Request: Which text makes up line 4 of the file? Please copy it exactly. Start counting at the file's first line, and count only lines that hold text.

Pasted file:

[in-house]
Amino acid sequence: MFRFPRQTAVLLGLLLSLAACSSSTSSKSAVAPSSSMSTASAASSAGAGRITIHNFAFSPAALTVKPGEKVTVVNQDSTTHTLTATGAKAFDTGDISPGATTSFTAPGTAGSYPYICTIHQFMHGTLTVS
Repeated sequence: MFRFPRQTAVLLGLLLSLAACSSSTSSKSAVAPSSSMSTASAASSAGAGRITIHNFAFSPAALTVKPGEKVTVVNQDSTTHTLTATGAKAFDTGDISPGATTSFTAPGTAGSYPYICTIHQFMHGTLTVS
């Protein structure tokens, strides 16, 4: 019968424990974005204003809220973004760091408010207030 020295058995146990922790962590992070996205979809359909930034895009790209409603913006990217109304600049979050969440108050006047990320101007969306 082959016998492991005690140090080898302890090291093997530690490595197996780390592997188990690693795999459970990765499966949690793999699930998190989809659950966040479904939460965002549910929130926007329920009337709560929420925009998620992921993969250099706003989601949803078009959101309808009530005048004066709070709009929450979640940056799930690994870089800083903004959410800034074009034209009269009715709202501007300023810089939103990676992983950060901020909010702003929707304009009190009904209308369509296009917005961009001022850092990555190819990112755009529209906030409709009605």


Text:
């Protein structure tokens, strides 16, 4: 019968424990974005204003809220973004760091408010207030 020295058995146990922790962590992070996205979809359909930034895009790209409603913006990217109304600049979050969440108050006047990320101007969306 082959016998492991005690140090080898302890090291093997530690490595197996780390592997188990690693795999459970990765499966949690793999699930998190989809659950966040479904939460965002549910929130926007329920009337709560929420925009998620992921993969250099706003989601949803078009959101309808009530005048004066709070709009929450979640940056799930690994870089800083903004959410800034074009034209009269009715709202501007300023810089939103990676992983950060901020909010702003929707304009009190009904209308369509296009917005961009001022850092990555190819990112755009529209906030409709009605």